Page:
Frank Fredericks Quits IOC Posts Amid Corruption Probe

(ATR) Frank Fredericks resigns as IOC evaluation chief for 2024 Olympic bids amid ethics probe into Rio 2016 vote-buying allegations

(ATR) Frank Fredericks has resigned as head of the IOC watchdog for the 2024 Olympic bids amid an ethics probe into Rio 2016 vote bribery allegations.

"I have personally decided that it is in the best interests of a good functioning of the International Olympic Committee candidature process that I step aside as chairperson of the 2024 Evaluation Commission, because it is essential that the important work my colleagues are doing is seen as being carried out in a truthful and fair manner," he said in a statement posted on Facebook.

"Paris and Los Angeles are presenting two fantastic candidatures and I do not wish to become a distraction from this great contest."

Fredericks added: "I will not attend the IOC city meetings in July and will not participate during the vote for the 2024 city." The candidate city briefings for IOC members precede the September vote on the 2024 host at the IOC Session in Lima, Peru.

The IOC member from Namibia has also stepped down as chair of the Buenos Aires 2018 Youth Olympics coordination commission.

His resignation from the IOC roles seemed inevitable after the allegations surfaced in French newspaper Le Monde and triggered his exit from the IAAF’s task force on Russia yesterday. The IOC had little option but to drop Fredericks, rather than hand him a provisional suspension pending the outcome of an ethics commission investigation into the Rio 2016 vote-buying allegations, which would have done nothing for the IOC's credibility.

He had been due to lead the IOC’s inspection team to Los Angeles for a three-day evaluation of the city’s 2024 Olympic bid in just over six weeks’ time. The former sprint great’s departure further wrecks the IOC’s 2024 bidding process, which was left in tatters by the Hungarian government’s decision to pull the Budapest bid last month. Rome, Hamburg and Boston abandoned their Olympic quests earlier in the bid cycle.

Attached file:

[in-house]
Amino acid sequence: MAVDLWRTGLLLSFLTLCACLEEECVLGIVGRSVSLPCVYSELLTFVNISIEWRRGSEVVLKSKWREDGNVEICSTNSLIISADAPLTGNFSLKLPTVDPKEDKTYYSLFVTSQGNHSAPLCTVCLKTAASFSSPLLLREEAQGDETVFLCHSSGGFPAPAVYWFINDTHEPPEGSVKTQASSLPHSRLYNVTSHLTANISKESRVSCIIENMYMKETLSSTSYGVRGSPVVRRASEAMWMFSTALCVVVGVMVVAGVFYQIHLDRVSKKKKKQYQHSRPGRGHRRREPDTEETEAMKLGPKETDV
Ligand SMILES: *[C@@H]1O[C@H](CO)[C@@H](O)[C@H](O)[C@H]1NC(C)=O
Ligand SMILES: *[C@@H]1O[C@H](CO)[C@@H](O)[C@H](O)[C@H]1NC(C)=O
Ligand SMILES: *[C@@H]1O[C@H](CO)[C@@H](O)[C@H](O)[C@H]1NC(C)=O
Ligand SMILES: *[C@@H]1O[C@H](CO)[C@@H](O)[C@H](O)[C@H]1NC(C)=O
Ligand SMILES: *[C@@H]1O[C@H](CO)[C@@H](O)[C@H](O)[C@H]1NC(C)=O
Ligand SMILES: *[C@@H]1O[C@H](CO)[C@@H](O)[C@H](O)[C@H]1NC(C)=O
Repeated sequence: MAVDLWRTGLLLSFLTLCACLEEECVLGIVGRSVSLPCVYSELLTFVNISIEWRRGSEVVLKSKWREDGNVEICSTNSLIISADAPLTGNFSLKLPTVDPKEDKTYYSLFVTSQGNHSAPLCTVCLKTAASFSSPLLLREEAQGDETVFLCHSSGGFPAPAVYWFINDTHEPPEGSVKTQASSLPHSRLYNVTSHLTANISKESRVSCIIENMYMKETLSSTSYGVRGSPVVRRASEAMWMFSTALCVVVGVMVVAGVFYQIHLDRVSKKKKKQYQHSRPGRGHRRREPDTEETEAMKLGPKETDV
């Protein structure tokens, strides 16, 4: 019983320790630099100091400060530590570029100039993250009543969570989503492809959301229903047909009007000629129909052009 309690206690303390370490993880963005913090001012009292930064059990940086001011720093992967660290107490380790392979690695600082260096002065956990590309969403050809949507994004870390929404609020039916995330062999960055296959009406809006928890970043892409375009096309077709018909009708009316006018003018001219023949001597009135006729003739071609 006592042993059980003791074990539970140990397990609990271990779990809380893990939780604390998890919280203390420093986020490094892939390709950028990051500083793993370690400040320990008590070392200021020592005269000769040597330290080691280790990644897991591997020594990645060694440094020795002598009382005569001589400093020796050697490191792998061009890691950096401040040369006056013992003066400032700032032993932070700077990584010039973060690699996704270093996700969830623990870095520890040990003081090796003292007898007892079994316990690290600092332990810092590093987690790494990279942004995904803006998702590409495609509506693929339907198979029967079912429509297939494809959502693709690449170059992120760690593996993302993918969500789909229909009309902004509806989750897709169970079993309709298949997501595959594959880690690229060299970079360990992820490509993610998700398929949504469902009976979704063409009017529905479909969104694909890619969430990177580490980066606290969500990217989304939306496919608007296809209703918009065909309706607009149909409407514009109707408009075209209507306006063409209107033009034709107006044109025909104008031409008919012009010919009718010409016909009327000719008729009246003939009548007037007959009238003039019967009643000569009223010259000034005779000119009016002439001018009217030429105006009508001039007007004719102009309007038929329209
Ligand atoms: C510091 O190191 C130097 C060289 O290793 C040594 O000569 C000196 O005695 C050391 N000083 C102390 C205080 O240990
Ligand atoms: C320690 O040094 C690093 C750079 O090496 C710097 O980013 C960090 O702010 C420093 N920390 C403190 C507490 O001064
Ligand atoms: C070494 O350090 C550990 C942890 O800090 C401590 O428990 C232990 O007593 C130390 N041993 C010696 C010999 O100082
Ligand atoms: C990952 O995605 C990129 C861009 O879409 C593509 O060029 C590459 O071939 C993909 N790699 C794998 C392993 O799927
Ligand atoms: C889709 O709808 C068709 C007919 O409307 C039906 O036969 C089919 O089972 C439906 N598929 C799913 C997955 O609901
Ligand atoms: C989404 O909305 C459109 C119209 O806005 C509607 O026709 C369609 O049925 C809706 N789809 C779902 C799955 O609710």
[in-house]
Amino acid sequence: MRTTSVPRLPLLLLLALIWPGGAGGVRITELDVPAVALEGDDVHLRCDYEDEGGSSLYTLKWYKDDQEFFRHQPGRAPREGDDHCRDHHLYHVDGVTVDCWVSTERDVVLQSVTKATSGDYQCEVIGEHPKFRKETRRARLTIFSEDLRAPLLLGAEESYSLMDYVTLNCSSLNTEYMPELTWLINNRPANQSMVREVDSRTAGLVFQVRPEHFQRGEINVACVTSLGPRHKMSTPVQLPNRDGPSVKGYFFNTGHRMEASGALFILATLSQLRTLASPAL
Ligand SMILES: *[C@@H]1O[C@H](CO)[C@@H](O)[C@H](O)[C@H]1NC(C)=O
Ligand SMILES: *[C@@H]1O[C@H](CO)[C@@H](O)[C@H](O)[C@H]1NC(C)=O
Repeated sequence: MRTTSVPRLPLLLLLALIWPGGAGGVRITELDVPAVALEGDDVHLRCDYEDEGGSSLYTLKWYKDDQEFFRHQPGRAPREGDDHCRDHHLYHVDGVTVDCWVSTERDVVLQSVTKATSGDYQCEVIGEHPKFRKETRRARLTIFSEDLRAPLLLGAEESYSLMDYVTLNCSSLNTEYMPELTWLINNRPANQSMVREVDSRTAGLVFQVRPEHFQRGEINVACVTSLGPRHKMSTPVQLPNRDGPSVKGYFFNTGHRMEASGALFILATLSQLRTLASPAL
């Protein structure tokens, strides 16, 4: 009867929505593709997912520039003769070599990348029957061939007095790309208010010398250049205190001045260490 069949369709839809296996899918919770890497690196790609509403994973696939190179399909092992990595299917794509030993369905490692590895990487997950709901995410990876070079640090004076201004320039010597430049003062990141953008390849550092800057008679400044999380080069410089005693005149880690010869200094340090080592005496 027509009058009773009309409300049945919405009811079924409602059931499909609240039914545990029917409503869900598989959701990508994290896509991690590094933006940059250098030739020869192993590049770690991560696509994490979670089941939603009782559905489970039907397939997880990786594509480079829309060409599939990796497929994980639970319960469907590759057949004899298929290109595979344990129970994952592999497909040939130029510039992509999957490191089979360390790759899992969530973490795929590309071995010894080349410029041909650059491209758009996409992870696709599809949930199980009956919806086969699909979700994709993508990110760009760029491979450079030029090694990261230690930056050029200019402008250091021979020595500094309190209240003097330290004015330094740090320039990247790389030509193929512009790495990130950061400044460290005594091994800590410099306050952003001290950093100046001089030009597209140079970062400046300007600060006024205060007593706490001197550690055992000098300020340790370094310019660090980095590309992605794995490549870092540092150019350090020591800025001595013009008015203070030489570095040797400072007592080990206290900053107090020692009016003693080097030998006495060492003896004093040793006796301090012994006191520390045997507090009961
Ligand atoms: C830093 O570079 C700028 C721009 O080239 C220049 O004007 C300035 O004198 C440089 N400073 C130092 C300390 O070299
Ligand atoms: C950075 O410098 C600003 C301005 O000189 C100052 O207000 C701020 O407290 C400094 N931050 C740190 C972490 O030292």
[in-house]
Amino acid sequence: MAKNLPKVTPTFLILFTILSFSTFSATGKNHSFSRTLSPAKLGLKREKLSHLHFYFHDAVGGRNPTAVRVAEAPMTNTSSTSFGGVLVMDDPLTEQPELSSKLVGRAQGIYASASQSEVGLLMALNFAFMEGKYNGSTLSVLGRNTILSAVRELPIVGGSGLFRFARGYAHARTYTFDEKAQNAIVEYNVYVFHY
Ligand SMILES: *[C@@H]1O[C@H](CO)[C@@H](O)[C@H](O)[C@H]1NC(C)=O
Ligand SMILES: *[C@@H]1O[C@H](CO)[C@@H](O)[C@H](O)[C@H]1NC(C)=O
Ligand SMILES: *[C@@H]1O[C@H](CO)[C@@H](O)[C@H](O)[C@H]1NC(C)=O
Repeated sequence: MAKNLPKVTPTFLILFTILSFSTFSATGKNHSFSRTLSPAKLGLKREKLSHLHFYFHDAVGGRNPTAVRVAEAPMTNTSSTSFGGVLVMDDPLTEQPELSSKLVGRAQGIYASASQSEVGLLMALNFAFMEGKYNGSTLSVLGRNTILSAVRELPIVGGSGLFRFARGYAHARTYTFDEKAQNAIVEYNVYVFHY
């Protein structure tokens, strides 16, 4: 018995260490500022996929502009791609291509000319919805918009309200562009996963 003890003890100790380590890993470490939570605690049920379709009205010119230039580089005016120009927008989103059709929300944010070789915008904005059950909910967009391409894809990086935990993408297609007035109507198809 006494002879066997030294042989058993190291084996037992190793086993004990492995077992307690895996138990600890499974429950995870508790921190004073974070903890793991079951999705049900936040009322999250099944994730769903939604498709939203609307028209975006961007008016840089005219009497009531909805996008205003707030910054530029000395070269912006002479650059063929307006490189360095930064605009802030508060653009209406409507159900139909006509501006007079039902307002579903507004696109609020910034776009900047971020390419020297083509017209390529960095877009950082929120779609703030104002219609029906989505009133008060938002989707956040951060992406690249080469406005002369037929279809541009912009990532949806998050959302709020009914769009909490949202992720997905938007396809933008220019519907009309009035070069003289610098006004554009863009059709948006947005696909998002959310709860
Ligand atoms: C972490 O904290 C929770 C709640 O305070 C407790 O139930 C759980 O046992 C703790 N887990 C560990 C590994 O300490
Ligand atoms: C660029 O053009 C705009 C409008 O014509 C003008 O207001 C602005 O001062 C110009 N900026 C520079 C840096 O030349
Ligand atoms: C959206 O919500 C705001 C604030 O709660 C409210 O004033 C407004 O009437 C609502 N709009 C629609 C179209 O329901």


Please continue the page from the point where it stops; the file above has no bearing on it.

In his Tuesday statement, the former chair of the IOC Athletes’ Commission again denied that the $299,300 he received from a business controlled by the son of disgraced ex-IAAF president Lamine Diack the day the IOC awarded the 2016 Olympics to Rio in 2009 was a bribe for his vote.

"I categorically deny any direct or indirect involvement in any untoward conduct and confirm that I have never breached any law, regulation or rule of ethics in respect of any IOC election process," he said.

"The articles do not only target me, they target the integrity of the International Olympic Committee bidding and elections process for host cities in altogether. Of course all election processes should be seen to be free and fair."

Fredericks said he had made a statement to the IOC’s ethics commission "and will continue to give my full cooperation to a proper investigation of these reports and then await the outcome of this independent process".

"It is of course in my highest interests to clear myself of the negative insinuations against me and my role within the IOC as soon as possible in order to prevent any further damage to my reputation and that of the IOC.

"I believe in the integrity of the election processes of the IOC and never noticed anything untoward to make me doubt this. I reiterate that I was never involved with any vote manipulation or for that matter any other inappropriate or illegal practice."

The IOC has yet to comment on Fredericks departure, but an announcement on his replacement as head of the 2024 evaluation commission is expected later today.

Reported by Mark Bisson

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